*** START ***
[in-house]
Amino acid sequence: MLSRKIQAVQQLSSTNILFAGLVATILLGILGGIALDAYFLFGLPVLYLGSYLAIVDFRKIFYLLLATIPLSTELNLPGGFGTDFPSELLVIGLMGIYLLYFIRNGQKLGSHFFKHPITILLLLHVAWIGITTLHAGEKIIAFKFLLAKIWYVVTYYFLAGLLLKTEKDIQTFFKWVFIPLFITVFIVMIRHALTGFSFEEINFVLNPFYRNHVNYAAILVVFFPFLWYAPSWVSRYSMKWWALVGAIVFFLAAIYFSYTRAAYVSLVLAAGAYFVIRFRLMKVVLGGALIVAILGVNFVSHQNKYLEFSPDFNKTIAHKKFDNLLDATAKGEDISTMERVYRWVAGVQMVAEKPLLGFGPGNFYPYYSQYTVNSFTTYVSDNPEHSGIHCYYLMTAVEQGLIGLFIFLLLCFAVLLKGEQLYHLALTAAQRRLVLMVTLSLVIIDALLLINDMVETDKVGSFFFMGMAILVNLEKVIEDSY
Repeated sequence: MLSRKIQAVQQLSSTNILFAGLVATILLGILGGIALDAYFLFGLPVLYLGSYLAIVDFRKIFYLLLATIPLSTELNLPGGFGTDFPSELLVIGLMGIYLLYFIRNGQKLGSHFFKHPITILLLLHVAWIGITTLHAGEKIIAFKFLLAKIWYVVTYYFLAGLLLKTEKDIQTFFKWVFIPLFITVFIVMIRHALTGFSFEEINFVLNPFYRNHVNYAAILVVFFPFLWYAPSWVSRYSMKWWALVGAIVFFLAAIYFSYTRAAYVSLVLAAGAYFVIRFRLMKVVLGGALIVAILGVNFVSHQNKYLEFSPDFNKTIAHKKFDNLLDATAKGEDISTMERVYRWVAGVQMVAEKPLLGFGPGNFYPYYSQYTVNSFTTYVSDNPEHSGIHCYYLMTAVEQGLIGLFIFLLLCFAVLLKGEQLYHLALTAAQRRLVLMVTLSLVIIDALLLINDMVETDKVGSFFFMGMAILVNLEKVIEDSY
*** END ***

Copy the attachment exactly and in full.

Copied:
[in-house]
Amino acid sequence: MLSRKIQAVQQLSSTNILFAGLVATILLGILGGIALDAYFLFGLPVLYLGSYLAIVDFRKIFYLLLATIPLSTELNLPGGFGTDFPSELLVIGLMGIYLLYFIRNGQKLGSHFFKHPITILLLLHVAWIGITTLHAGEKIIAFKFLLAKIWYVVTYYFLAGLLLKTEKDIQTFFKWVFIPLFITVFIVMIRHALTGFSFEEINFVLNPFYRNHVNYAAILVVFFPFLWYAPSWVSRYSMKWWALVGAIVFFLAAIYFSYTRAAYVSLVLAAGAYFVIRFRLMKVVLGGALIVAILGVNFVSHQNKYLEFSPDFNKTIAHKKFDNLLDATAKGEDISTMERVYRWVAGVQMVAEKPLLGFGPGNFYPYYSQYTVNSFTTYVSDNPEHSGIHCYYLMTAVEQGLIGLFIFLLLCFAVLLKGEQLYHLALTAAQRRLVLMVTLSLVIIDALLLINDMVETDKVGSFFFMGMAILVNLEKVIEDSY
Repeated sequence: MLSRKIQAVQQLSSTNILFAGLVATILLGILGGIALDAYFLFGLPVLYLGSYLAIVDFRKIFYLLLATIPLSTELNLPGGFGTDFPSELLVIGLMGIYLLYFIRNGQKLGSHFFKHPITILLLLHVAWIGITTLHAGEKIIAFKFLLAKIWYVVTYYFLAGLLLKTEKDIQTFFKWVFIPLFITVFIVMIRHALTGFSFEEINFVLNPFYRNHVNYAAILVVFFPFLWYAPSWVSRYSMKWWALVGAIVFFLAAIYFSYTRAAYVSLVLAAGAYFVIRFRLMKVVLGGALIVAILGVNFVSHQNKYLEFSPDFNKTIAHKKFDNLLDATAKGEDISTMERVYRWVAGVQMVAEKPLLGFGPGNFYPYYSQYTVNSFTTYVSDNPEHSGIHCYYLMTAVEQGLIGLFIFLLLCFAVLLKGEQLYHLALTAAQRRLVLMVTLSLVIIDALLLINDMVETDKVGSFFFMGMAILVNLEKVIEDSY